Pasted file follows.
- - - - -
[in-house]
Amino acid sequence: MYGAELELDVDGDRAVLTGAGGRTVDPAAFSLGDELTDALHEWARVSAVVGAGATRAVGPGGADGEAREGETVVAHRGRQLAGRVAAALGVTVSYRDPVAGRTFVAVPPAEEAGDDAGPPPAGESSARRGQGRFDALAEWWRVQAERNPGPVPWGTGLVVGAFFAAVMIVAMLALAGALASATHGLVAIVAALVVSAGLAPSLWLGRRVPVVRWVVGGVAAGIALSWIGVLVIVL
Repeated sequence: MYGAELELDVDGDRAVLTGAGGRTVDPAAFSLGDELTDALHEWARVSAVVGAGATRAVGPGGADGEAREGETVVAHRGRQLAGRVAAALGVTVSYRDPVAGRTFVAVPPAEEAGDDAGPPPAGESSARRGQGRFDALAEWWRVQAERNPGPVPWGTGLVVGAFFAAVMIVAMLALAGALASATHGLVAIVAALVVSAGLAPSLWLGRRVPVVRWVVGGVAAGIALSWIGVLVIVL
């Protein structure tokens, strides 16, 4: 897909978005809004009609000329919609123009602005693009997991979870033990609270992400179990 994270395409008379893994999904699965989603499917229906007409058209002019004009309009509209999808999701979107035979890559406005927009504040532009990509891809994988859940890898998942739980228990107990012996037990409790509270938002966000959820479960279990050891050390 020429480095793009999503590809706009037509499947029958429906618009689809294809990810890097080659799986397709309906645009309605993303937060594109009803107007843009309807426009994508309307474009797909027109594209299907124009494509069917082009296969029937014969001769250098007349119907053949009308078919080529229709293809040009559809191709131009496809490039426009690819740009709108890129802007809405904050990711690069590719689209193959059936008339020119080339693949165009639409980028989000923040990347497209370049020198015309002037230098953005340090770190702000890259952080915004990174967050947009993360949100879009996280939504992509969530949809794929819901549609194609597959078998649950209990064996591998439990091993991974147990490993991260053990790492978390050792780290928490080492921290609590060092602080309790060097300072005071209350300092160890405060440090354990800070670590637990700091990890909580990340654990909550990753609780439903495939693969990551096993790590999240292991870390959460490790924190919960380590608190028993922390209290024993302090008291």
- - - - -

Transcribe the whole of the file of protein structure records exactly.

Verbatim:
[in-house]
Amino acid sequence: MYGAELELDVDGDRAVLTGAGGRTVDPAAFSLGDELTDALHEWARVSAVVGAGATRAVGPGGADGEAREGETVVAHRGRQLAGRVAAALGVTVSYRDPVAGRTFVAVPPAEEAGDDAGPPPAGESSARRGQGRFDALAEWWRVQAERNPGPVPWGTGLVVGAFFAAVMIVAMLALAGALASATHGLVAIVAALVVSAGLAPSLWLGRRVPVVRWVVGGVAAGIALSWIGVLVIVL
Repeated sequence: MYGAELELDVDGDRAVLTGAGGRTVDPAAFSLGDELTDALHEWARVSAVVGAGATRAVGPGGADGEAREGETVVAHRGRQLAGRVAAALGVTVSYRDPVAGRTFVAVPPAEEAGDDAGPPPAGESSARRGQGRFDALAEWWRVQAERNPGPVPWGTGLVVGAFFAAVMIVAMLALAGALASATHGLVAIVAALVVSAGLAPSLWLGRRVPVVRWVVGGVAAGIALSWIGVLVIVL
């Protein structure tokens, strides 16, 4: 897909978005809004009609000329919609123009602005693009997991979870033990609270992400179990 994270395409008379893994999904699965989603499917229906007409058209002019004009309009509209999808999701979107035979890559406005927009504040532009990509891809994988859940890898998942739980228990107990012996037990409790509270938002966000959820479960279990050891050390 020429480095793009999503590809706009037509499947029958429906618009689809294809990810890097080659799986397709309906645009309605993303937060594109009803107007843009309807426009994508309307474009797909027109594209299907124009494509069917082009296969029937014969001769250098007349119907053949009308078919080529229709293809040009559809191709131009496809490039426009690819740009709108890129802007809405904050990711690069590719689209193959059936008339020119080339693949165009639409980028989000923040990347497209370049020198015309002037230098953005340090770190702000890259952080915004990174967050947009993360949100879009996280939504992509969530949809794929819901549609194609597959078998649950209990064996591998439990091993991974147990490993991260053990790492978390050792780290928490080492921290609590060092602080309790060097300072005071209350300092160890405060440090354990800070670590637990700091990890909580990340654990909550990753609780439903495939693969990551096993790590999240292991870390959460490790924190919960380590608190028993922390209290024993302090008291």